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She had been having fevers about 2 years when she had her tonsillectomy. At the time, she had not been diagnosed with PFAPA. You asked about Tagamet. No, it is not a steroid and it is about as safe as you can get. It is used as an acid reflux drug in most people. It is only by coincidence that doctors found out it sometimes helps prevent PFAPA episodes. It doesn't help everyone, but it has reduced my daughter's frequency episodes from every month to every 2-3 months. For a few years it was every 4 months, but this last year they have increased in frequency.
We homeschool. I don't know how she could do regular school. Normally, she is an over acheiver, but this year she is behind in a couple of courses due to the PFAPA episodes. My daughter's case doesn't appear to be the norm, so don't worry. Your child will probably outgrow it sooner. It is discouraging, but my daughter's attitude is great and I do remind myself that it could be so much worse. PFAPA is for the most part a benign condition. It is terrible during an episode, but she is otherwise healthy with no organ damage or grim prognosis. Reading other peoples' disease posts on NORD helps remind me of how blessed she is.

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Hi, Everyone!
I'm so glad I've found you! I was beginning to think I was the only one with a child with PFAPA. I was looking for support groups about this and someone to talk to.
My son is now 6, and was diagnosed with PFAPA in 2010. After MONTHS of steady, timed, recurrent fevers...his Pediatrician finally realized that I was right and something wasn't right here. After 2 rounds of bloodwork, urinalysis, and rehydration in the hospital, we were sent to a Pediatric Rheumatologist out of Penn State Hershey Medical Center. He said that my son appears to have PFAPA, after eliminating other factors and possibilities for now.

I don't know anyone else in my area with this, or anyone else period with this. I go through this every 4-6 weeks like clockwork usually. I actually thought that we might be out of the woods there for a little while. He went several months with no fever...but it came back 3 weeks ago...and he just started another episode on Monday. So, today is day 3 of this episode. The highest his fever has gotten is 104.7...but usually it remains in the 103's.

Does anyone know of any possible treatments that aren't prescription...such as herbal or natural? Is there anything that you do to get these fevers down when they appear? We've been doing the usual, Motrin, baths, popsicles, etc...
They are sending him for more bloodwork when this episode is finished. Apparently, there are things in the blood that are only visible within 24 hours after the episode is finished...so hopefully we can get some more answers.
I look forward to talking with you all!

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Also, about the Tagament question.
I was informed by my Dr. that it basically lessens the episodes a little. For example, if their normal is 104, the Tagament might make it only come to 103. If it normally lasts 6 days, the Tagament might make it only last 4 days, and etc. Personally, I haven't been able to find many articles about Tagament linked to PFAPA...so I haven't found many side effects. The only one I've heard about is a possibility that it has been linked to slight breast enlargement in older boys. That's what my Dr. told me at least. But liek I said, I haven't been able to find any other side effects linked to PFAPA...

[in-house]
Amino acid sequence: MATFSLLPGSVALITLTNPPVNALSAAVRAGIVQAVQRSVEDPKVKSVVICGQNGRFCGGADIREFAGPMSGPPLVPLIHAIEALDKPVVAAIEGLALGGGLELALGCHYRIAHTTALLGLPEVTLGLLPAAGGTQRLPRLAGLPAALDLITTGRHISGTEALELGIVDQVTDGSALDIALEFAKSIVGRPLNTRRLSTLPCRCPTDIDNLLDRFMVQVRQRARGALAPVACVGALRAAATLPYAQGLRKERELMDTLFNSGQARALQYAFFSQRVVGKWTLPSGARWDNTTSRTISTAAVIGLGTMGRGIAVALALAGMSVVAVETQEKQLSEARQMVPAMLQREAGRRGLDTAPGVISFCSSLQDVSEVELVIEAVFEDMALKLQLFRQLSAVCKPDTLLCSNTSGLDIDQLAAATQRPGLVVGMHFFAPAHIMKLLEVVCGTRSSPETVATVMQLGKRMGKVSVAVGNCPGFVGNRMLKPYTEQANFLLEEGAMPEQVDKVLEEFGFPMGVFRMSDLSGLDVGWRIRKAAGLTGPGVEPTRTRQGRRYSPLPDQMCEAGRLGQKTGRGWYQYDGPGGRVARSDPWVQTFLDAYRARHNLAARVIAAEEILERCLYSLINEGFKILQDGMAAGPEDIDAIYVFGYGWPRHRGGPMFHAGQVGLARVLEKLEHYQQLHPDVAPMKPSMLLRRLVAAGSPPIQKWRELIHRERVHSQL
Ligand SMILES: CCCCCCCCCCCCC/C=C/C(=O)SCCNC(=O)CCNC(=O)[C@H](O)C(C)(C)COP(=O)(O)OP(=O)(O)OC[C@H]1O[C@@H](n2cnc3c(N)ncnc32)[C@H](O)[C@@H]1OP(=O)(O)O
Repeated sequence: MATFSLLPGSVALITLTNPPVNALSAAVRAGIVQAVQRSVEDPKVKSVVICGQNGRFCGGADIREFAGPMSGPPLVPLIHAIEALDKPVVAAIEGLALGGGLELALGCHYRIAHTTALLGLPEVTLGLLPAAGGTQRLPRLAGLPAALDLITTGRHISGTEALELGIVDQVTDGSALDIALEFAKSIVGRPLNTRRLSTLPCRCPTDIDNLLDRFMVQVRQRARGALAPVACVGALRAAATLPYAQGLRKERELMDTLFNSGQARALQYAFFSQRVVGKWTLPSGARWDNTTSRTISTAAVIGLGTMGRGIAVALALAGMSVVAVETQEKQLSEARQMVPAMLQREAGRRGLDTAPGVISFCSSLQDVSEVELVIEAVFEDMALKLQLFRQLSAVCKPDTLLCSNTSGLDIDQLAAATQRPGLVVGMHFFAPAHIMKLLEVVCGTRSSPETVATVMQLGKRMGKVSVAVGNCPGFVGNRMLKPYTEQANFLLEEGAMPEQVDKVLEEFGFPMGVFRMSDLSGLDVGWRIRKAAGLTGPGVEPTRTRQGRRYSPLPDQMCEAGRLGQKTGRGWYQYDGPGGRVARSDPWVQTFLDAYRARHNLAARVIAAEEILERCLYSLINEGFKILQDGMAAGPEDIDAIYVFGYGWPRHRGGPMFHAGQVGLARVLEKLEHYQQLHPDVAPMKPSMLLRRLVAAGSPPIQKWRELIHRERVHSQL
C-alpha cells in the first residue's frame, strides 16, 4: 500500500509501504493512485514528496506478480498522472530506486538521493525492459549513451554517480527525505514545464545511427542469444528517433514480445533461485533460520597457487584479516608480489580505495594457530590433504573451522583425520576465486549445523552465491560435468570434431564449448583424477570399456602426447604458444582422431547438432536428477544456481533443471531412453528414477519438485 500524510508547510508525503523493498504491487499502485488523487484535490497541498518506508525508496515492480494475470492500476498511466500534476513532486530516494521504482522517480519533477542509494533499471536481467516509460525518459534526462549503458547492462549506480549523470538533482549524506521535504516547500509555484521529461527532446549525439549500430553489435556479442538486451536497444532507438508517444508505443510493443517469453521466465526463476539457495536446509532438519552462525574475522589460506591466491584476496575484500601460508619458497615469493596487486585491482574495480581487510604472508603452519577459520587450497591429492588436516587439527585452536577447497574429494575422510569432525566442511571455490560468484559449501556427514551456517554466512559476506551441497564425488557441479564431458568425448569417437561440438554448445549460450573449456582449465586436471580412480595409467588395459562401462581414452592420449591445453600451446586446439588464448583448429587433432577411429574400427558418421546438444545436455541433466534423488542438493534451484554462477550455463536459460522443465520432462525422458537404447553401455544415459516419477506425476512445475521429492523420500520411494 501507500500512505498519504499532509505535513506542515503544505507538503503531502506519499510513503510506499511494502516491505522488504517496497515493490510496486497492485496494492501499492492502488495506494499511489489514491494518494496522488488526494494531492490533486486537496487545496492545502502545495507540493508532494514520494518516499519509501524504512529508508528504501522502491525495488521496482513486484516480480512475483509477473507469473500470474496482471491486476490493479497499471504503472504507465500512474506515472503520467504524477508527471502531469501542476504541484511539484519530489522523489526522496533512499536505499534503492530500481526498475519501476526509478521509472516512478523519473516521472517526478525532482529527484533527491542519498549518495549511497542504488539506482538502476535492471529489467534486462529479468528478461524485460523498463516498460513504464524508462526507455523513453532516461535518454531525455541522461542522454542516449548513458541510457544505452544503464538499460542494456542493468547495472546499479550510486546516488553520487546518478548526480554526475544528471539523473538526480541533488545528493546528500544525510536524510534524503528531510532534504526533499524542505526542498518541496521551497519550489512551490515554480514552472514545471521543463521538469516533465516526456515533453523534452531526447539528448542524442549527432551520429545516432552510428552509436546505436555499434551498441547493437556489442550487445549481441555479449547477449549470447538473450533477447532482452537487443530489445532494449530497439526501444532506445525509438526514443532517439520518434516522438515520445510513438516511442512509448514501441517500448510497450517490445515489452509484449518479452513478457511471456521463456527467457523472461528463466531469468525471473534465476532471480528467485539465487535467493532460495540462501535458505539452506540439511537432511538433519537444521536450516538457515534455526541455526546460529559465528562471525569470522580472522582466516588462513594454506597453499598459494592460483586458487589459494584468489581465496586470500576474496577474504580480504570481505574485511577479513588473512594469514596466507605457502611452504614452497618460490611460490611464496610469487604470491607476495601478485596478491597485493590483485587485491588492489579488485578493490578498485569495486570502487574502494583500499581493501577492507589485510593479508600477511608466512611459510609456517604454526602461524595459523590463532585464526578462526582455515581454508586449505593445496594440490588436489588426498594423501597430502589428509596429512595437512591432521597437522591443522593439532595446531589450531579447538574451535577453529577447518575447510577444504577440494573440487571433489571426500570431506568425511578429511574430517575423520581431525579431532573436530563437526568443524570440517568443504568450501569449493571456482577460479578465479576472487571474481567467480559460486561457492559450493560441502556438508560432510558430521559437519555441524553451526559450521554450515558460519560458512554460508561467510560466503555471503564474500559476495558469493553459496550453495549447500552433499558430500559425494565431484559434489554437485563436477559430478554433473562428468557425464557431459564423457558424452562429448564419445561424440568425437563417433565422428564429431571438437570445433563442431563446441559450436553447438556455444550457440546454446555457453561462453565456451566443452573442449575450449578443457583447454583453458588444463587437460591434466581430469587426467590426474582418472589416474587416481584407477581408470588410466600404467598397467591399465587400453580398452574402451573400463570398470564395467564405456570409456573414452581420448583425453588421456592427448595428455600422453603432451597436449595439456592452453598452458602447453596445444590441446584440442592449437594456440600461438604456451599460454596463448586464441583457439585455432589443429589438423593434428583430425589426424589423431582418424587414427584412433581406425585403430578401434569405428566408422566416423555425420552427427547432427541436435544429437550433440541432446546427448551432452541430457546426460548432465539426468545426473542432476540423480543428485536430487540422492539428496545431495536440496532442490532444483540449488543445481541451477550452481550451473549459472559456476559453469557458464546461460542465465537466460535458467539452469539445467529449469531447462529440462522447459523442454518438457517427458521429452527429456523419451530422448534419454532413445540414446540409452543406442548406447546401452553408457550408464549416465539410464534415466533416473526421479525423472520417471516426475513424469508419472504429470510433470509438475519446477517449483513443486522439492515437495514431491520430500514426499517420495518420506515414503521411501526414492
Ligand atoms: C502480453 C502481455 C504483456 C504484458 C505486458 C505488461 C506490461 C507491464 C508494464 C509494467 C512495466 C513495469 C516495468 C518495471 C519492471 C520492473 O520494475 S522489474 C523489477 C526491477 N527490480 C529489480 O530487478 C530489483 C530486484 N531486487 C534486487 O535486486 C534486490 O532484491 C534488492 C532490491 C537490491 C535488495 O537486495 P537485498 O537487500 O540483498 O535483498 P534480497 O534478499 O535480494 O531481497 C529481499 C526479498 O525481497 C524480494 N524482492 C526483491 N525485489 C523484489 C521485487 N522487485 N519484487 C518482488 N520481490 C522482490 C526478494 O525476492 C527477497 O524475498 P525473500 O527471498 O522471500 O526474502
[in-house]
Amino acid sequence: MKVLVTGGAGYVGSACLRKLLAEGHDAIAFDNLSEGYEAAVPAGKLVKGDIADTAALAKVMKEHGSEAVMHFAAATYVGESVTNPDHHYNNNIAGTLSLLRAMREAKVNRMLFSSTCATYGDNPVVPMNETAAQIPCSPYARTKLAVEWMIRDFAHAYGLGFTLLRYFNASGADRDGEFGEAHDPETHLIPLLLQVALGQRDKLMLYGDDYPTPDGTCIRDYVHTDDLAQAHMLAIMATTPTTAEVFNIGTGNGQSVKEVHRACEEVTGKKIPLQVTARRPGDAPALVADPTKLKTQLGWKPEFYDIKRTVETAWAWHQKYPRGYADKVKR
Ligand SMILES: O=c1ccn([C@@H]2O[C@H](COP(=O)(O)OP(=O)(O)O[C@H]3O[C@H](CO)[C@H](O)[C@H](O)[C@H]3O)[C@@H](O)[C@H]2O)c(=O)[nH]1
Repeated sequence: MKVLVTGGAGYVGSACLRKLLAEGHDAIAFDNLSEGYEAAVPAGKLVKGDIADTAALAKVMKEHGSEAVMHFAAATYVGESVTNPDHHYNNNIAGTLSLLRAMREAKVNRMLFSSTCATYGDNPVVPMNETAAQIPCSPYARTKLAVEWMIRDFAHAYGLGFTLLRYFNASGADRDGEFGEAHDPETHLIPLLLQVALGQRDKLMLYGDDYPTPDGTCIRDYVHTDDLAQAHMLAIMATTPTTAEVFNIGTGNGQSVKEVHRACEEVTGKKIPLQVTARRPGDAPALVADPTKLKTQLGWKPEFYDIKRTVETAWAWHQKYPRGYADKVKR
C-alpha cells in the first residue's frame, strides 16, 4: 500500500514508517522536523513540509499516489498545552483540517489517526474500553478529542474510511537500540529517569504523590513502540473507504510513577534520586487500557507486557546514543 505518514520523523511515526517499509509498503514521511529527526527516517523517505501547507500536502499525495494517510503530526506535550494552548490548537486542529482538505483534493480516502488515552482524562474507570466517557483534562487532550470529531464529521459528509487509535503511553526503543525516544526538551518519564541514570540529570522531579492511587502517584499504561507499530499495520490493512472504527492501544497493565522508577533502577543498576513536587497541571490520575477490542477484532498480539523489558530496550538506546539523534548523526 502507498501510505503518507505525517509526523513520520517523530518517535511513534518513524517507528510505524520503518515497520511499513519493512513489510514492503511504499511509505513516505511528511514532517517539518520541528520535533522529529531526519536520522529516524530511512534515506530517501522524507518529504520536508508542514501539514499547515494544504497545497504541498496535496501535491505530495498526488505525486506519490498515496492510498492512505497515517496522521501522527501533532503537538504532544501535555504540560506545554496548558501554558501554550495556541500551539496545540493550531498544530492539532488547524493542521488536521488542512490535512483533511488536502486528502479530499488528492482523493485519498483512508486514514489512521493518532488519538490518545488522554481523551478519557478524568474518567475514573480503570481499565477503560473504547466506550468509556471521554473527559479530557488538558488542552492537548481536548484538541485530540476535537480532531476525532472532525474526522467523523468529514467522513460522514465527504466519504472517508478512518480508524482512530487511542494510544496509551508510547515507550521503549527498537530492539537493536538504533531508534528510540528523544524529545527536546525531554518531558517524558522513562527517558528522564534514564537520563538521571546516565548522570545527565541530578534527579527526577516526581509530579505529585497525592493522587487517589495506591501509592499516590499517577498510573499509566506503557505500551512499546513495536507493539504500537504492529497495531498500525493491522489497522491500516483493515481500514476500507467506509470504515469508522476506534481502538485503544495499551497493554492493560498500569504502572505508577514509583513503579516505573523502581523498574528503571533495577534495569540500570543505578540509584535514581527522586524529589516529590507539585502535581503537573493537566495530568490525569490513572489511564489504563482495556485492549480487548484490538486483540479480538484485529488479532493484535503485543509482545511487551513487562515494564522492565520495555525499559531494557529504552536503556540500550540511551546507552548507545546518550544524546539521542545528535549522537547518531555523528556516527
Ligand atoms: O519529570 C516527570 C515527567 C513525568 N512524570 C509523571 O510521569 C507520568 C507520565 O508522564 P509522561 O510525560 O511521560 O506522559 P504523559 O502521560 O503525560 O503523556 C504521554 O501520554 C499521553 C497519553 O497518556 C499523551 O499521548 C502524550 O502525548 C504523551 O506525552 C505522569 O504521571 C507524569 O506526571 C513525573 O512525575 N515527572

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I'm wondering what people do about school and how much school kids with pfapa miss? Does anyone have a 504 plan for their child which would allow them have more "sick" days without considering them truent?

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To the person who asked about school, my daughter is homeschooled. I see no way she could go to a traditional school. She is in high school and it would be very difficult.

As for nonprescription remedies, we have yet to find anything that has been effective.

Also, I ran across a study that was just published in April about a promising new treatment.
http://www.news-medical.net/news/20110411/Scientists-identify-new-treatment -to-combat-PFAPA-syndrome-in-children.aspx

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One of the alternative medicine that is working for my daughter is Upper Cervical Chiropractic care...It has been more than 5 months that my daughter has been fever free...google ' pfapa stopped' and read my blog.

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Hi guys, quick question re your kids and PFAPA...

Do you all experience what I call 'post fever syndrome'... i.e. 2-4 days of extremely poor behaviour post the fever, mostly due to exacerbated tiredness and an inability to control behaviour? This for us is harder work than the fever and was interested in others experience... Our daughter is amazingly well behaved and an incredibly good listener, however when in 'post fever' things change considerably and we're embarrassed to take her anywhere for a few days until she has had time to recover. It usually takes as least 3 days after the fever until behaviour starts to adjust again. Typical post fever includes extreme tiredness, shouting, rudeness, difficulty to get back onto food, etc.. etc...

What are your experiences?

Background